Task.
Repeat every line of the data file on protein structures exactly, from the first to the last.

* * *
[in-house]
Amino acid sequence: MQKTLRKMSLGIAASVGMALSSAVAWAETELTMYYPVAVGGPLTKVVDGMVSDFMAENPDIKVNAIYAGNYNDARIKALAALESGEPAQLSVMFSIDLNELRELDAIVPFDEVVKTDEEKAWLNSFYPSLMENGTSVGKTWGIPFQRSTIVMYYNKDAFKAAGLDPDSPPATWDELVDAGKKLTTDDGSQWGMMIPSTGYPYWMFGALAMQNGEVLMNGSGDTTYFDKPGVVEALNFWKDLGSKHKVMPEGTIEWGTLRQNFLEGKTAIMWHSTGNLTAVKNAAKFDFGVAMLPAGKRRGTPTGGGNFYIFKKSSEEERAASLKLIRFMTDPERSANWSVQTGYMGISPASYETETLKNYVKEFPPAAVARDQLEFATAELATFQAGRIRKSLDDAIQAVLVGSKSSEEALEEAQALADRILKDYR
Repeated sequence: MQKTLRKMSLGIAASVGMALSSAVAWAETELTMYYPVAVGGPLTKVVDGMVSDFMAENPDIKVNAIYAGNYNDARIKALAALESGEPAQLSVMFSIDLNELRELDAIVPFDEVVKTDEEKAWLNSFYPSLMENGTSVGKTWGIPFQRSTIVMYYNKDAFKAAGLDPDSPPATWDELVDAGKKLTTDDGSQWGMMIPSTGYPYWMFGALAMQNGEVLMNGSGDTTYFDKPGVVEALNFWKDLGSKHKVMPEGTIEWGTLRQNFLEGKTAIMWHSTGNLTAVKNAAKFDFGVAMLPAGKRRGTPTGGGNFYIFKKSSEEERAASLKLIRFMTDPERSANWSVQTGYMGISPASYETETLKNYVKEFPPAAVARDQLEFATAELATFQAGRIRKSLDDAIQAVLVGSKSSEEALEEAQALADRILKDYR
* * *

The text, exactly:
[in-house]
Amino acid sequence: MQKTLRKMSLGIAASVGMALSSAVAWAETELTMYYPVAVGGPLTKVVDGMVSDFMAENPDIKVNAIYAGNYNDARIKALAALESGEPAQLSVMFSIDLNELRELDAIVPFDEVVKTDEEKAWLNSFYPSLMENGTSVGKTWGIPFQRSTIVMYYNKDAFKAAGLDPDSPPATWDELVDAGKKLTTDDGSQWGMMIPSTGYPYWMFGALAMQNGEVLMNGSGDTTYFDKPGVVEALNFWKDLGSKHKVMPEGTIEWGTLRQNFLEGKTAIMWHSTGNLTAVKNAAKFDFGVAMLPAGKRRGTPTGGGNFYIFKKSSEEERAASLKLIRFMTDPERSANWSVQTGYMGISPASYETETLKNYVKEFPPAAVARDQLEFATAELATFQAGRIRKSLDDAIQAVLVGSKSSEEALEEAQALADRILKDYR
Repeated sequence: MQKTLRKMSLGIAASVGMALSSAVAWAETELTMYYPVAVGGPLTKVVDGMVSDFMAENPDIKVNAIYAGNYNDARIKALAALESGEPAQLSVMFSIDLNELRELDAIVPFDEVVKTDEEKAWLNSFYPSLMENGTSVGKTWGIPFQRSTIVMYYNKDAFKAAGLDPDSPPATWDELVDAGKKLTTDDGSQWGMMIPSTGYPYWMFGALAMQNGEVLMNGSGDTTYFDKPGVVEALNFWKDLGSKHKVMPEGTIEWGTLRQNFLEGKTAIMWHSTGNLTAVKNAAKFDFGVAMLPAGKRRGTPTGGGNFYIFKKSSEEERAASLKLIRFMTDPERSANWSVQTGYMGISPASYETETLKNYVKEFPPAAVARDQLEFATAELATFQAGRIRKSLDDAIQAVLVGSKSSEEALEEAQALADRILKDYR